LiteracyCNY’s fate signals trouble ahead for NY nonprofits

LiteracyCNY’s fate signals trouble ahead for NY nonprofits

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Late payments were a chronic problem long before the pandemic. A recent audit by state Comptroller Thomas DiNapoli showed 50% of the contracts between nonprofits and the state in 2019 were executed after the start date. That means agencies were providing services for six months without payment – essentially providing a no-interest loan to the state. That created cash-flow problems and forced them to borrow to pay the bills.

These contracts are not charitable contributions. State and local governments pay nonprofits to provide essential services, such as health care, care for the disabled, education, social services and homeless services. Such contracts often are the main source of revenue for nonprofits. The sector employed 1.3 million people in the state (pre-pandemic), about 18% of the state’s workforce, and generated $260 billion in annual revenue, according to the New York Council of Nonprofits, the group behind the letter to the governor.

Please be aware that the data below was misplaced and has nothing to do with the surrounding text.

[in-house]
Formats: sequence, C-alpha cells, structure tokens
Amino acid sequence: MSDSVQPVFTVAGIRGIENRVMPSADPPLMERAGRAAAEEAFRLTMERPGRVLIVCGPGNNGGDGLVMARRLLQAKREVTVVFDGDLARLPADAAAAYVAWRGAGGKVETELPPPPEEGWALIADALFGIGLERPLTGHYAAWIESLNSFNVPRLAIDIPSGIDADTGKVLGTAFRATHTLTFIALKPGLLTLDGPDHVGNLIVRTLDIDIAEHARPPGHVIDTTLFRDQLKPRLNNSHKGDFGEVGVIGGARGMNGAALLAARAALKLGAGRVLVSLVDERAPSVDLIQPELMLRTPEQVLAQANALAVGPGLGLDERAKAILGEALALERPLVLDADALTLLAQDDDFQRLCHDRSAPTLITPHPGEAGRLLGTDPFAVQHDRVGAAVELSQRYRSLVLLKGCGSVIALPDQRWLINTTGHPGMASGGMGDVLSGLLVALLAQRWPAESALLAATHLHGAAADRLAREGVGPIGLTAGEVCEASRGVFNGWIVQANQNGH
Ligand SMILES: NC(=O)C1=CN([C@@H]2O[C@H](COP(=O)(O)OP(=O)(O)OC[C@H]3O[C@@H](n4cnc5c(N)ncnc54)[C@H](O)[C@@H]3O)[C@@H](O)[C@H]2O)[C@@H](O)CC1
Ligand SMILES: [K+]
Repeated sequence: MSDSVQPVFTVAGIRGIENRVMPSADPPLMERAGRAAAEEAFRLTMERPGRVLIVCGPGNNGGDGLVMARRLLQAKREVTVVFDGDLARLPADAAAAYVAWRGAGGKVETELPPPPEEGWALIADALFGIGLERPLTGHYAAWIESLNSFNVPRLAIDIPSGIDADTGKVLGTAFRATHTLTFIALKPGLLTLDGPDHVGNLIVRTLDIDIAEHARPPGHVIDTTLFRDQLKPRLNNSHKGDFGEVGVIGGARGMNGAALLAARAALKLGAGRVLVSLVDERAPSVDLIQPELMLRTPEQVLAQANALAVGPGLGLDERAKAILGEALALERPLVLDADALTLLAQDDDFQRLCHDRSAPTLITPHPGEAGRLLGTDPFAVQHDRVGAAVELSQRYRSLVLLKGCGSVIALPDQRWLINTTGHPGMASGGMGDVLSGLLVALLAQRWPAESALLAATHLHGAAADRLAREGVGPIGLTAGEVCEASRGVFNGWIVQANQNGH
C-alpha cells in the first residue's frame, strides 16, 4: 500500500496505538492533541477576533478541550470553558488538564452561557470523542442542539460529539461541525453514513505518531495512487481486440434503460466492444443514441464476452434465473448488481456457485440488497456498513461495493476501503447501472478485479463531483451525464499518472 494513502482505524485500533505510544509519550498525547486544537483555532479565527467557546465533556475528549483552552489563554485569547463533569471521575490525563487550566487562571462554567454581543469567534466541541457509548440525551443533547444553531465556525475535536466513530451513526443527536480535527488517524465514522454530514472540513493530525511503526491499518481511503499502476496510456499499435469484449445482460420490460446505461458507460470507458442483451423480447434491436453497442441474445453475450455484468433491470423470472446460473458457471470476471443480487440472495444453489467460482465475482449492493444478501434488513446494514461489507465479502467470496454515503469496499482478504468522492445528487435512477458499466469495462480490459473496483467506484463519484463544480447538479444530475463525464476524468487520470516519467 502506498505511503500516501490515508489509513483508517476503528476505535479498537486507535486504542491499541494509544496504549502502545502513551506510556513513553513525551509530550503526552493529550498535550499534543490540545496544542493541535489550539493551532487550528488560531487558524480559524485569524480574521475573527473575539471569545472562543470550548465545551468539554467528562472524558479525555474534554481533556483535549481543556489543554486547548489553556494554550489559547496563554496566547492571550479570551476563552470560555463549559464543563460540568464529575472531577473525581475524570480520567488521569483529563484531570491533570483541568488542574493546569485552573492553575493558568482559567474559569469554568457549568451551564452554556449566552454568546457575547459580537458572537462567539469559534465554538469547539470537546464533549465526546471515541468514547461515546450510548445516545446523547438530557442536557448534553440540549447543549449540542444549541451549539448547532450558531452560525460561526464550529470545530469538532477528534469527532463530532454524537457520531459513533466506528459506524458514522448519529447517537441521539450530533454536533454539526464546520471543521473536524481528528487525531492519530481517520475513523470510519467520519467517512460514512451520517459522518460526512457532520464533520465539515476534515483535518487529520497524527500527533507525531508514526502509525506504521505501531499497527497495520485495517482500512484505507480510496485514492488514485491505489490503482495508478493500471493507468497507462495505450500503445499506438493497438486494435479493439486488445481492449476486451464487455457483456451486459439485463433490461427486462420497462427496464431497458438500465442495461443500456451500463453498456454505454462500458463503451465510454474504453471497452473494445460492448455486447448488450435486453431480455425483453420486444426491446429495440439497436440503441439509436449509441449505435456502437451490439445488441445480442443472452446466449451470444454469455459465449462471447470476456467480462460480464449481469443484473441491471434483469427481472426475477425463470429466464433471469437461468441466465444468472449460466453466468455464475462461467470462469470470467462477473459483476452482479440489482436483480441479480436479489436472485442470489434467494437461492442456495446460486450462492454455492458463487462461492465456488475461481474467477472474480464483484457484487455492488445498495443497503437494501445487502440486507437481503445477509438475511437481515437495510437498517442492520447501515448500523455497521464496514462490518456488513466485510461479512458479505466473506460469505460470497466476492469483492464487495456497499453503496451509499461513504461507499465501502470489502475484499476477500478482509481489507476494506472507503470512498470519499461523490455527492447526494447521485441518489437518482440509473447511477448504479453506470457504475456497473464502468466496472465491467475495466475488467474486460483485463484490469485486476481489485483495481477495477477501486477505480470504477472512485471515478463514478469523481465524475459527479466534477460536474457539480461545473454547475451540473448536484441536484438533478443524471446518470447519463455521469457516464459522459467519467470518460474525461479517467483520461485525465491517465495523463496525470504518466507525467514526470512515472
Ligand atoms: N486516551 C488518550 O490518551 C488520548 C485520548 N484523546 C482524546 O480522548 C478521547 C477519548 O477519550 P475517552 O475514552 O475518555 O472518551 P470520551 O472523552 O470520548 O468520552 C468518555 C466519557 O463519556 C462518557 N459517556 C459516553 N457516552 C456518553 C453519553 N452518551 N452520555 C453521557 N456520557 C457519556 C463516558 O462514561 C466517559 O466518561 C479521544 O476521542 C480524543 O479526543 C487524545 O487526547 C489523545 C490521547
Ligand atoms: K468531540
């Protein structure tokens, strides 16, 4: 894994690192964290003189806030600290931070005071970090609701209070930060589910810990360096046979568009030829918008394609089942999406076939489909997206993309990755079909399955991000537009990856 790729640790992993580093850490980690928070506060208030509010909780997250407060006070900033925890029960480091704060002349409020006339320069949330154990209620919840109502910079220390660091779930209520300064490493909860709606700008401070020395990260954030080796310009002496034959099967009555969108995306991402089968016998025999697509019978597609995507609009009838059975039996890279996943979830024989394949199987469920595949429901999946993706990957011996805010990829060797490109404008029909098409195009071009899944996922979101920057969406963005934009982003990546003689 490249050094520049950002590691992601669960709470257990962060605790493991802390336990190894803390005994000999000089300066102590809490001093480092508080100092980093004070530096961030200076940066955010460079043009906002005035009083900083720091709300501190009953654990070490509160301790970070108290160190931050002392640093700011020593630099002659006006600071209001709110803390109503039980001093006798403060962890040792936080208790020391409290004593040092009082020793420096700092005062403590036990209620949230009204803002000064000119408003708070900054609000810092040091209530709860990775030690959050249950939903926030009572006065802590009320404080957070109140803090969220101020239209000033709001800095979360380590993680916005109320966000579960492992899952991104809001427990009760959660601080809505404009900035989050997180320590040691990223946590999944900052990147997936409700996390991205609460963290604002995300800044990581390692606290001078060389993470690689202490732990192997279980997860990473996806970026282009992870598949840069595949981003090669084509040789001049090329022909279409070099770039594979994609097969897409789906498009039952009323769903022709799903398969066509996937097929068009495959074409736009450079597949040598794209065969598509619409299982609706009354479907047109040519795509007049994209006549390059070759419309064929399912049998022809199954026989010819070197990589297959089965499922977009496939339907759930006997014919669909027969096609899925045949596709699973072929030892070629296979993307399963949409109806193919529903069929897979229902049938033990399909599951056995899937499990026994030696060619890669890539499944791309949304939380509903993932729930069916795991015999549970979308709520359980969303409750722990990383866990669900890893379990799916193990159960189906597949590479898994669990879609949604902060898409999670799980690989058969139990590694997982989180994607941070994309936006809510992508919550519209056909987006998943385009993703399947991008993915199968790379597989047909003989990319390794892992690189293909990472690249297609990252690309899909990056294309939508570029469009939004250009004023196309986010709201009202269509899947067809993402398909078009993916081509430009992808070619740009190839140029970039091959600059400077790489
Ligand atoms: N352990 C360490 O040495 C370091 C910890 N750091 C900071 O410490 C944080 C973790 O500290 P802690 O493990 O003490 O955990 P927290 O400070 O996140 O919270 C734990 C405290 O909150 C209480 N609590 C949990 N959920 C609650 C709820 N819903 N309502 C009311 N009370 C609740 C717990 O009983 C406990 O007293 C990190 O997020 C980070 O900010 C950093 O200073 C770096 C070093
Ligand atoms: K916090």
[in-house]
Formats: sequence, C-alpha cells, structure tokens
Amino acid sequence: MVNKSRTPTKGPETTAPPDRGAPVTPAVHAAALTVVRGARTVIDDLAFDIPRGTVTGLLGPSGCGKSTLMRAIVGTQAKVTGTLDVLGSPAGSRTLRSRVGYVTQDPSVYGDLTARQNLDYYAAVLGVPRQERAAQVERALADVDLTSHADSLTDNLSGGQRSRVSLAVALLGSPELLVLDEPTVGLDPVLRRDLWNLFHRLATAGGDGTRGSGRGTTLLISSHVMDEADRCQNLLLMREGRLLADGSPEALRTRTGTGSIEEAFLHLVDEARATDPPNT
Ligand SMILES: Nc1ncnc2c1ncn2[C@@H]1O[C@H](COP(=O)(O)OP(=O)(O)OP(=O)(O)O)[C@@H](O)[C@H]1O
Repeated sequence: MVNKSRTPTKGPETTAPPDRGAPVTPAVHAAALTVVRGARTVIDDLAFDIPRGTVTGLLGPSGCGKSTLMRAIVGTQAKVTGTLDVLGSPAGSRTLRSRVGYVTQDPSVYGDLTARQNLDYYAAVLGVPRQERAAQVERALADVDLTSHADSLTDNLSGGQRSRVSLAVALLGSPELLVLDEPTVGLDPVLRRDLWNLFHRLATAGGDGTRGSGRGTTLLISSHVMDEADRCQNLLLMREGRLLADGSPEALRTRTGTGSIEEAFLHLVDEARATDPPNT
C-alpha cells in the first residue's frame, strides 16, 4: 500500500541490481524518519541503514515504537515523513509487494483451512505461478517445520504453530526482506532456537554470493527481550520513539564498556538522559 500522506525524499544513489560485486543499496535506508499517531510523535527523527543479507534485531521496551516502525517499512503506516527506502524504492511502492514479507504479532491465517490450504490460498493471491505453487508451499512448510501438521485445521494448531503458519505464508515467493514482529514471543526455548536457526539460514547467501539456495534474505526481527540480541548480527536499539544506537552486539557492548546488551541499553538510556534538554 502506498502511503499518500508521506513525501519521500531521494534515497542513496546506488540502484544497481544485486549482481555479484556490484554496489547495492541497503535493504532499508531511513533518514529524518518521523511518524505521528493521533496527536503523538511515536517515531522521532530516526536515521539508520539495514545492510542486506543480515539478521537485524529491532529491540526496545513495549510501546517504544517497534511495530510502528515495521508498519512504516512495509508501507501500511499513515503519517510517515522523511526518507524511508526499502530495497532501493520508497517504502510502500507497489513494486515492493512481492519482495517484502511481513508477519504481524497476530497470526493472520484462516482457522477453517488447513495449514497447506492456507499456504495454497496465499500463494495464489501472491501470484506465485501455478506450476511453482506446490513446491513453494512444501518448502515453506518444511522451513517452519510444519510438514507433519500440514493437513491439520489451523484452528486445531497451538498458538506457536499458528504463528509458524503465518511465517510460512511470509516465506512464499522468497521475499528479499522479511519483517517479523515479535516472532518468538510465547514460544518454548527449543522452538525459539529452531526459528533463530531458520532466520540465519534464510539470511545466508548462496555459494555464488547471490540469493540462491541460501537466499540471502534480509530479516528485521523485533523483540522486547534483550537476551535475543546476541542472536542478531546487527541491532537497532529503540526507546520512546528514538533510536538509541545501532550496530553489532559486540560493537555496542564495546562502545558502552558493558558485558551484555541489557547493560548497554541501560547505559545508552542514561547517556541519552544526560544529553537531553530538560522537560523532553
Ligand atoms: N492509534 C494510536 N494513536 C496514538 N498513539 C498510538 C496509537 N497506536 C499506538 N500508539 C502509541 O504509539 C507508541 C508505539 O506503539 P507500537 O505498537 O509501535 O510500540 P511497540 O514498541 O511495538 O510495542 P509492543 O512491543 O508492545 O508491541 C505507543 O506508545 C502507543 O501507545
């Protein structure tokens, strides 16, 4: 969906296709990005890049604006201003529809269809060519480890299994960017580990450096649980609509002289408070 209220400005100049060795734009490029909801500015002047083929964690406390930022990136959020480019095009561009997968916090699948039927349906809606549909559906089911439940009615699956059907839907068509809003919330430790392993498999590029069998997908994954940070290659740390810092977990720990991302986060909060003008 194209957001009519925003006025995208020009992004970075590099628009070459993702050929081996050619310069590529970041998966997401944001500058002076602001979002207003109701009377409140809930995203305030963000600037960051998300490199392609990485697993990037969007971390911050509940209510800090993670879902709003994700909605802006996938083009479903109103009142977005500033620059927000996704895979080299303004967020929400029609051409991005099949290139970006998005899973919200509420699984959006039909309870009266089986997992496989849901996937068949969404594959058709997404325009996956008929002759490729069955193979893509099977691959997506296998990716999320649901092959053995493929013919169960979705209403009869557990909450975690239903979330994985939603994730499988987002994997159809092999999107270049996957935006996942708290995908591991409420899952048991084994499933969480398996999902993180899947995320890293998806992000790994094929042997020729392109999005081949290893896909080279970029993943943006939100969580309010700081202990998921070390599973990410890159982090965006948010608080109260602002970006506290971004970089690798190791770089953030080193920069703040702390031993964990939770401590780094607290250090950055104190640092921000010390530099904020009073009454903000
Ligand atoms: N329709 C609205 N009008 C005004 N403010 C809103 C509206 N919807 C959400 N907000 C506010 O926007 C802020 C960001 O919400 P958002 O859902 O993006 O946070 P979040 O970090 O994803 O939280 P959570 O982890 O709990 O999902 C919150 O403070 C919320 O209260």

One widely cited analysis of the economic fragility of the nonprofit sector predicted that more than 1,800 nonprofit agencies in New York state could close due to the pandemic. The closure of just one, LiteracyCNY, will send ripples across our community.

Three full-time staff and two contract teachers will lose their jobs. Roughly 400 students per year, many of them new Americans learning English as a second language, will no longer receive literacy instruction. Not being able to read proficiently will hamper their ability to participate in civic life, help their children in school and seek education and higher-paying jobs for themselves.

Source Name: 
Syracuse.com
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